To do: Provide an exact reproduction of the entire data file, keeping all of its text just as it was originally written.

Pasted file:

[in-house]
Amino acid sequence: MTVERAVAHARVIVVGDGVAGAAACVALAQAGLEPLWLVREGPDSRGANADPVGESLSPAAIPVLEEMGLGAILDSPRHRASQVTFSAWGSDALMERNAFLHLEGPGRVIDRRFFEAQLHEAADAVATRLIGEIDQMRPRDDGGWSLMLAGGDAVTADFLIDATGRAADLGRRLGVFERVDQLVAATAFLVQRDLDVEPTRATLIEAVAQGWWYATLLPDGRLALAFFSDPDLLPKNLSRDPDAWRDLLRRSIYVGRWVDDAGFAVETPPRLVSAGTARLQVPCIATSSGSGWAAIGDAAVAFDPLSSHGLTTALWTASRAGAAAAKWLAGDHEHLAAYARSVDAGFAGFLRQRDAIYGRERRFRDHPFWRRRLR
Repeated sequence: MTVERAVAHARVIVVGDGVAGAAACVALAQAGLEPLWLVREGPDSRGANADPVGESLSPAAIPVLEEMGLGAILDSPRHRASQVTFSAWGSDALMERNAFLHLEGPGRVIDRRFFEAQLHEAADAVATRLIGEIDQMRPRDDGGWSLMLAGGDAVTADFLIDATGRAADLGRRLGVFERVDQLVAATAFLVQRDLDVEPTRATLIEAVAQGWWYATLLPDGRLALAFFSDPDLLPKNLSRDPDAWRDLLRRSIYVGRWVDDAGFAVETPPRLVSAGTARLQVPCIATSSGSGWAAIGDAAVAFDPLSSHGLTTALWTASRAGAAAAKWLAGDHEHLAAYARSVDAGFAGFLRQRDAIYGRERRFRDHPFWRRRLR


[in-house]
Amino acid sequence: MTVERAVAHARVIVVGDGVAGAAACVALAQAGLEPLWLVREGPDSRGANADPVGESLSPAAIPVLEEMGLGAILDSPRHRASQVTFSAWGSDALMERNAFLHLEGPGRVIDRRFFEAQLHEAADAVATRLIGEIDQMRPRDDGGWSLMLAGGDAVTADFLIDATGRAADLGRRLGVFERVDQLVAATAFLVQRDLDVEPTRATLIEAVAQGWWYATLLPDGRLALAFFSDPDLLPKNLSRDPDAWRDLLRRSIYVGRWVDDAGFAVETPPRLVSAGTARLQVPCIATSSGSGWAAIGDAAVAFDPLSSHGLTTALWTASRAGAAAAKWLAGDHEHLAAYARSVDAGFAGFLRQRDAIYGRERRFRDHPFWRRRLR
Repeated sequence: MTVERAVAHARVIVVGDGVAGAAACVALAQAGLEPLWLVREGPDSRGANADPVGESLSPAAIPVLEEMGLGAILDSPRHRASQVTFSAWGSDALMERNAFLHLEGPGRVIDRRFFEAQLHEAADAVATRLIGEIDQMRPRDDGGWSLMLAGGDAVTADFLIDATGRAADLGRRLGVFERVDQLVAATAFLVQRDLDVEPTRATLIEAVAQGWWYATLLPDGRLALAFFSDPDLLPKNLSRDPDAWRDLLRRSIYVGRWVDDAGFAVETPPRLVSAGTARLQVPCIATSSGSGWAAIGDAAVAFDPLSSHGLTTALWTASRAGAAAAKWLAGDHEHLAAYARSVDAGFAGFLRQRDAIYGRERRFRDHPFWRRRLR